‘Couldn’t Believe What I Was Witnessing’: Iran’s Most Notorious Prison Burns

Eyewitnesses describe chaotic scenes, gunfire and explosions at Tehran’s Evin prison, recently filled with anti-regime protesters following the death of Mahsa Amini.
evin prison fire
Fire is seen at Evin prison in Tehran on Saturday night. Photo: Twitter / @1500tasvir

A fire broke out at Iran’s most notorious prison, Evin, in Tehran, on Saturday night. Eyewitness accounts and videos shared on social media showed a blaze and smoke at the site of the prison and what sounded like gunfire in the area. 

Evin holds many of the country’s political prisoners, including activists, lawyers, journalists, students and dual citizens. 

As massive nationwide protests have unfolded in Iran over the last five weeks following the death of 22-year-old Mahsa Amini while in the custody of the country’s morality police, many more people have been detained at Evin. For over 40 years, even prior to the 1979 revolution which led to the foundation of the Islamic Republic, Evin has been known for its horrific conditions, allegations of torture and executions of prisoners.

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Sources on the ground told VICE World News that families of detainees had come to Evin earlier on Saturday to demand the release of their children. As reports of a fire spread, gridlocked traffic surrounded the prison. Eyewitnesses VICE World News spoke to claimed that elite Iranian special forces on motorcycles and armoured vehicles moved into the area.

Several sources on the ground reported hearing multiple explosions and gunfire.

Information about the cause of the fire and aftermath is scant and hard to verify. Sources on the ground reported near total internet blackouts around Evin and throughout much of the capital. There’s widespread concern from Iran observers about the condition and safety of the prisoners inside.

Iranian state media reported that the situation started when a group of inmates set fire to a warehouse of prison clothing. On Sunday state media reported that four prisoners had died and 61 had been injured, and that order had been restored.

Late on Saturday in the streets around Evin, protesters had continued to gather. “People are chanting ‘down with the dictator’ and ‘death to Khamenei’ in the streets and highways around Evin,” an eyewitness said, one of several people on the ground last night that VICE World News was able to speak to. We are not publishing their identities for security purposes.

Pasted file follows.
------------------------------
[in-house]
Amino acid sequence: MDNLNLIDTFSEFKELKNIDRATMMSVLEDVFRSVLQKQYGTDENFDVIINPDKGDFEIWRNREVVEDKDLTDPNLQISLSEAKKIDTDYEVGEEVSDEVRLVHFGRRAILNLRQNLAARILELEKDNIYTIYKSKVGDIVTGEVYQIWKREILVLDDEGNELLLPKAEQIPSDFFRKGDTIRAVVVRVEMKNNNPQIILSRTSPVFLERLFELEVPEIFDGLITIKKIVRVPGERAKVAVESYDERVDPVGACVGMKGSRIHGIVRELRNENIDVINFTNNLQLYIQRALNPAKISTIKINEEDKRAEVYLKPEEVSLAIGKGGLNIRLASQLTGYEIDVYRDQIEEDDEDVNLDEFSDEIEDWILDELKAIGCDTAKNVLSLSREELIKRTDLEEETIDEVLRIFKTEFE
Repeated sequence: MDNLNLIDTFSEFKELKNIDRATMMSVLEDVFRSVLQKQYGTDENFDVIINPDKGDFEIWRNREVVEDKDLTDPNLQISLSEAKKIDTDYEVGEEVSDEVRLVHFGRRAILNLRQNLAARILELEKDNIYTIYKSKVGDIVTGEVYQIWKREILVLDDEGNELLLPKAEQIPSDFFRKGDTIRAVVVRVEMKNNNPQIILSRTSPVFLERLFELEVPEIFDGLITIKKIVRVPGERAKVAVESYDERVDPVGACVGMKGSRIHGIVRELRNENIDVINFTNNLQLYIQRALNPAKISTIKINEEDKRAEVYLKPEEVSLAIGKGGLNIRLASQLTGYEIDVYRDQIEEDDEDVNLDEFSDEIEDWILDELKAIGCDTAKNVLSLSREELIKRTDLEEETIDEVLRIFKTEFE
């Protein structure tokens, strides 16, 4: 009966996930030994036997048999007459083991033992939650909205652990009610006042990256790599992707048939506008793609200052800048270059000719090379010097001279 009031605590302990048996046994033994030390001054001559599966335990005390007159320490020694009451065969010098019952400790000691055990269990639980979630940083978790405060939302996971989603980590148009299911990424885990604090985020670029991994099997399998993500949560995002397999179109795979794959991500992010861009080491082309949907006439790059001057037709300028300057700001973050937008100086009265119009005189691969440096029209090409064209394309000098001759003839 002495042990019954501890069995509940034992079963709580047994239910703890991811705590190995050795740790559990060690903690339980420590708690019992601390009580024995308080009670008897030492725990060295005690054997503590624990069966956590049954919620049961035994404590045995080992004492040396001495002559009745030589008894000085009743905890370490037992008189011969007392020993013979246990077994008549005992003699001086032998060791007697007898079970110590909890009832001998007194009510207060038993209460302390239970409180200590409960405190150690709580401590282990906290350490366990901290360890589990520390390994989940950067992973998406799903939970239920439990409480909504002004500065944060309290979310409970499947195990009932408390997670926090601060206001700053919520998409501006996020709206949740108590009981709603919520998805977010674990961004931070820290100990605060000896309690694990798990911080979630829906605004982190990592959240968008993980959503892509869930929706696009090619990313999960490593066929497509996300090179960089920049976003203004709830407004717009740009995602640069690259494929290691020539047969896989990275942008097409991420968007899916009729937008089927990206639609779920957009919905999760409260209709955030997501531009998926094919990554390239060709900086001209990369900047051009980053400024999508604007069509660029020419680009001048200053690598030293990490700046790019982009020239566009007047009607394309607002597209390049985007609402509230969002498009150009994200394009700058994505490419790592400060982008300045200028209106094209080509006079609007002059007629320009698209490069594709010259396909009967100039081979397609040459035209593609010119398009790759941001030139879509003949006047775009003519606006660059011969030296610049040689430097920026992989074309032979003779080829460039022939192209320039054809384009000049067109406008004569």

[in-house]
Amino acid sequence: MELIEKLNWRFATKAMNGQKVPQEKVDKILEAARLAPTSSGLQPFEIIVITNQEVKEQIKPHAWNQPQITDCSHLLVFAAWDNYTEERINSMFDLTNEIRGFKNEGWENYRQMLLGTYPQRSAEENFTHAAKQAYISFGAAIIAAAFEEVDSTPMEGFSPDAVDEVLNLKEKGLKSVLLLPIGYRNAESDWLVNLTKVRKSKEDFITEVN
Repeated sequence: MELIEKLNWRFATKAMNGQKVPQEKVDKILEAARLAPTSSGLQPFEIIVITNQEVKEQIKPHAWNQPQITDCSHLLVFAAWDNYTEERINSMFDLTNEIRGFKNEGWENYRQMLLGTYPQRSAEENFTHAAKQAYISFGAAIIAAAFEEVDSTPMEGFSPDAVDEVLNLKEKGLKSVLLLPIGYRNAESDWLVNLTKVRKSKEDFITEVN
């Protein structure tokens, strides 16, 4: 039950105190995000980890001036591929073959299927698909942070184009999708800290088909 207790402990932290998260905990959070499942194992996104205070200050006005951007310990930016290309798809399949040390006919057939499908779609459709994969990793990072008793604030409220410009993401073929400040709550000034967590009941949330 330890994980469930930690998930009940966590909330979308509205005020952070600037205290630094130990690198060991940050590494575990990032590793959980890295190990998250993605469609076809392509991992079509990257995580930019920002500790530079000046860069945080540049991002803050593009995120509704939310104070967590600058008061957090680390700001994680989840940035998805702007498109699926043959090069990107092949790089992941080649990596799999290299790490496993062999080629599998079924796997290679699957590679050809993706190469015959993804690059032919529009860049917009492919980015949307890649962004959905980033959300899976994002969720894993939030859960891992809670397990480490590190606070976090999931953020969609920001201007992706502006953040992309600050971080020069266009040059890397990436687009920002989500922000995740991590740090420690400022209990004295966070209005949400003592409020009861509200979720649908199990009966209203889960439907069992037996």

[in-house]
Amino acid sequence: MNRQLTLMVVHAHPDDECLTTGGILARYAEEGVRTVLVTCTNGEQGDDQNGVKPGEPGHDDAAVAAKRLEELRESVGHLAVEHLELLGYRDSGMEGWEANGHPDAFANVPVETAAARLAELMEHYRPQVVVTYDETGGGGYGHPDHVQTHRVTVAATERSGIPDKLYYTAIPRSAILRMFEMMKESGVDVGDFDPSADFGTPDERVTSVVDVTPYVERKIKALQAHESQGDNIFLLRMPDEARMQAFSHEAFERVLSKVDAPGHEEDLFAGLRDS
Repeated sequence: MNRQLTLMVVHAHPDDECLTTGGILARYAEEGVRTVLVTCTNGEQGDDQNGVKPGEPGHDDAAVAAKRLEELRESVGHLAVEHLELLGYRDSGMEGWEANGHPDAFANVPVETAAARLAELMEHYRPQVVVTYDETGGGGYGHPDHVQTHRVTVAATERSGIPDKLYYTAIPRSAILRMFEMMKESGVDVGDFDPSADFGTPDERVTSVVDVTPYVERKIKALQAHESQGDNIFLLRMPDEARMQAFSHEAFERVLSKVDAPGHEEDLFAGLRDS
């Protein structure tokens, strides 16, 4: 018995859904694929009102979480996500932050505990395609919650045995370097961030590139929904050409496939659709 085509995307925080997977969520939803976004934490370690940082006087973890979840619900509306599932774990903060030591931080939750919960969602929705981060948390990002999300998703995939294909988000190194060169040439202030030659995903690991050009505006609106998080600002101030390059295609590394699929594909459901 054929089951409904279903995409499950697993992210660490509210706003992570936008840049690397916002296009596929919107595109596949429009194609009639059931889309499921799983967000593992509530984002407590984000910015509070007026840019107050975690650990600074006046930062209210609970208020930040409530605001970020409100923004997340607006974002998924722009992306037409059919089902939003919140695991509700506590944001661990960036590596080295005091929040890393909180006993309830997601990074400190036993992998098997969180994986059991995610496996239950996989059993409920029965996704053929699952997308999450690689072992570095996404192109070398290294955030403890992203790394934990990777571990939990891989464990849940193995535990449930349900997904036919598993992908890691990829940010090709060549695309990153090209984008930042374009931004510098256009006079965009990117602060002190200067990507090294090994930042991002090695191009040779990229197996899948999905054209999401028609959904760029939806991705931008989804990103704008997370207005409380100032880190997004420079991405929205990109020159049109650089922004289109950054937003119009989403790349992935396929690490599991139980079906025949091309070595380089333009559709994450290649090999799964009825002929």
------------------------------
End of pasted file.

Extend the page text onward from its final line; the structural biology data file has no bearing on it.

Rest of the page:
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“Currently several of my close friends who were arrested in the recent protests are in Evin. This worried me a lot. I talked to the family of one of my prisoned friends, who were very worried and were on their way to Evin. Unfortunately, I couldn't talk to them since then, their phones are no longer available,” the same eyewitness said.

“The Islamic Republic and [Ayatollah] Ali Khamenei himself are responsible for the lives of all the people in Evin. Tonight is a very difficult and long night for the families of the prisoners, especially political ones, protesters and citizens. But if anything happens to the prisoners of Evin, tomorrow will be much more difficult for the Islamic Republic of Iran.”

An image obtained via Iranian state news agency IRNA, supposedly showing damage caused by a fire outside Evin prison. Photo: AFP via Getty Images)

An image obtained via Iranian state news agency IRNA, supposedly showing damage caused by a fire outside Evin prison. Photo: AFP via Getty Images)

A second person at the scene said they were in “absolute disbelief” at what they saw. “Special [Islamic Revolutionary Guard Corps] forces, riot police, fire trucks, something I had not seen in all my time. Then I heard gunfire, and saw a machine gun. It looked as if they were shooting from high points around the prison into the prison,” the second witness said.

“Then there was another explosion where the waves shook me, and I was trembling. From there I was able to get away. Evin is positioned in a way where people can reach it from all around and it has two doors. Families who had been surrounding the prison were getting restless and more people were trying to approach the place,” the witness continued.

“As I was leaving I would pass around the prison, all entrances were shut with armed special security forces holding Kalashnikovs. Anyone that approached, they said you have 3 seconds or we will shoot.”

The witness added: “I couldn't believe what I was witnessing, I was trembling all over. I felt like some major change is to come.”